UN Still Can Send Humanitarian Flights to Sanaa Airport After Recent Strike

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For its part, Iran long has denied supplying any arms to Yemen, though it has backed the Houthis and highlighted the high civilian casualties from the Saudi-led coalition's campaign of airstrikes.

The Saudi-led military coalition fighting Yemen's Shiite rebels bombed the airport in the rebel-held capital, Sanaa, on Tuesday, Yemeni officials said, though there were conflicting reports as to the extent of the damage.

The UN's World Food Programme warned that current stocks of rice will run out in 111 days and wheat in 97.

On Monday, Saudi diplomats announced that the restrictions would be lifted partially, with air and sea ports in areas under government control reopening.

The civil aviation department of Yemen said on Tuesday that the Saudi-led Arab coalition fighting rebels in Yemen inflicted an airstrike on the Sanaa global airport, which resulted in the destruction of its navigation system.

It said Monday the coalition would lift the blockade after widespread global criticism.

The closure of rebel-held ports was "making an already catastrophic situation far worse", they added.

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However other ports, including Houthi-controlled Hodeidah - where some 80 percent of Yemen's food supplies enter - will remain closed until a United Nations verification regime is reviewed to ensure no weapons reach the Houthis, the statement said.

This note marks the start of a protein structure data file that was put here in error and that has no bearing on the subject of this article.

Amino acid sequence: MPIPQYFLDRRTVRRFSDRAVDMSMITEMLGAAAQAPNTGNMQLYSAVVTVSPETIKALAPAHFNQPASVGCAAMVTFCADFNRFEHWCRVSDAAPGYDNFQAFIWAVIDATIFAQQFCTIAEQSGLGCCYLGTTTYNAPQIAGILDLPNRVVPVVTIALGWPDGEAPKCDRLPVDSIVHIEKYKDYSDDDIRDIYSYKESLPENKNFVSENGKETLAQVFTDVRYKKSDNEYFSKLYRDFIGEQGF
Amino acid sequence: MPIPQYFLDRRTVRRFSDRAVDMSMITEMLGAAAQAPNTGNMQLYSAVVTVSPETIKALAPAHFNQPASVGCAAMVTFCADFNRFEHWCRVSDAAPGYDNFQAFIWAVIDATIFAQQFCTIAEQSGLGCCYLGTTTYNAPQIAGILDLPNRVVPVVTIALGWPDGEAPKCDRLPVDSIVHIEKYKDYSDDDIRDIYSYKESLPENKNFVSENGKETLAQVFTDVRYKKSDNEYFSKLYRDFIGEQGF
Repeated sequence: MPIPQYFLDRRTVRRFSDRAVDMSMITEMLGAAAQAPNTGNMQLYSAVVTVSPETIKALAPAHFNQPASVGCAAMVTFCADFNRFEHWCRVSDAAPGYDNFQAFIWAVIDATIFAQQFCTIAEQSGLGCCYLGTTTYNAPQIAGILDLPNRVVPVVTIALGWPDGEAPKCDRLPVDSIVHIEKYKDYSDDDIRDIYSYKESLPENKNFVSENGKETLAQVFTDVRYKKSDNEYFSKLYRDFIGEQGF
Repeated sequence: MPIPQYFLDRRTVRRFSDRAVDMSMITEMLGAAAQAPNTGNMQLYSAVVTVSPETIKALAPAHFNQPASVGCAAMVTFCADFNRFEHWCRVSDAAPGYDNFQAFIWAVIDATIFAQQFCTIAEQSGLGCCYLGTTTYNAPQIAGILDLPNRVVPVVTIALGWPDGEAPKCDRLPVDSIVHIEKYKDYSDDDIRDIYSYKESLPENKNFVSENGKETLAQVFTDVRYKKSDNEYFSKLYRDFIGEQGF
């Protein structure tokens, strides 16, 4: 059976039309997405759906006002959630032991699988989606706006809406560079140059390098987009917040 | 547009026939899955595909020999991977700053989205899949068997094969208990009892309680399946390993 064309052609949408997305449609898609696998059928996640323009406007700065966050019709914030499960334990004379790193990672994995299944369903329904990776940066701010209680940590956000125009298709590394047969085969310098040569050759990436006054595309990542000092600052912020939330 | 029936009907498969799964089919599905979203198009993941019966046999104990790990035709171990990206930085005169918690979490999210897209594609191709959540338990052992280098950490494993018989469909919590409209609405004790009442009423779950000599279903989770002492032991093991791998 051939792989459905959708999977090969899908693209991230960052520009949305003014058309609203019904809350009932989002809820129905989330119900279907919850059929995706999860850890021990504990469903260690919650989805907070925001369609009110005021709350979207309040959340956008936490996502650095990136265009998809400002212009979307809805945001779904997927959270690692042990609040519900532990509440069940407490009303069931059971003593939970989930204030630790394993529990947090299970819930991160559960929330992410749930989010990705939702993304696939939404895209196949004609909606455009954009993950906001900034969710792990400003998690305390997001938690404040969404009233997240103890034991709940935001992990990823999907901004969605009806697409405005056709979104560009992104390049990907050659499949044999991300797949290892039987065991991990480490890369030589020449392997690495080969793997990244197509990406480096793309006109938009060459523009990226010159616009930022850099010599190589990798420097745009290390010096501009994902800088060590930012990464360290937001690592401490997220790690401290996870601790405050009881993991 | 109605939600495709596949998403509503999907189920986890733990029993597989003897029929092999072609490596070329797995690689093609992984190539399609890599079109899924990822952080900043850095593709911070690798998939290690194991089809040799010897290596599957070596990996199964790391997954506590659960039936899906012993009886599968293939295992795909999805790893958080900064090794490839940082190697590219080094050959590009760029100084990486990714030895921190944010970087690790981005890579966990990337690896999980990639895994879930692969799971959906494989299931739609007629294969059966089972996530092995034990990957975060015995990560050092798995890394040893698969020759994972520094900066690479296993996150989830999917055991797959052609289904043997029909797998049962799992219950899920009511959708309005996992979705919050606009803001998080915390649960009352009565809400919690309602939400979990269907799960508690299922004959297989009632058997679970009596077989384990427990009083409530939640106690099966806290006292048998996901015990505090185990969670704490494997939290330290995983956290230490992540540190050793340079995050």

The United Nations has listed Yemen as the world's number one humanitarian crisis, with 17 million people in need of food, seven million of whom are at risk of starvation.

Earlier, the heads of three United Nations agencies warned that without deliveries of vital supplies such as food and medicine "untold thousands of innocent victims, among them many children, will die".

"The supplies, which include medicines, vaccines and food, are essential to staving off disease and starvation". It says over 50,000 children are believed to have died in 2017.

More than 8,670 people - 60% of them civilians - have also been killed and 49,960 injured in fighting on the ground and air strikes since the coalition intervened in the war in March 2015, according to the UN.

For years, war has raged between the Yemen's internationally recognized government and the Houthi rebels who seized Yemen's capital along with the country's northwestern region.

"To deprive this many from the basic means of survival is an unconscionable act and a violation of humanitarian principles and law", the agency directors warned.

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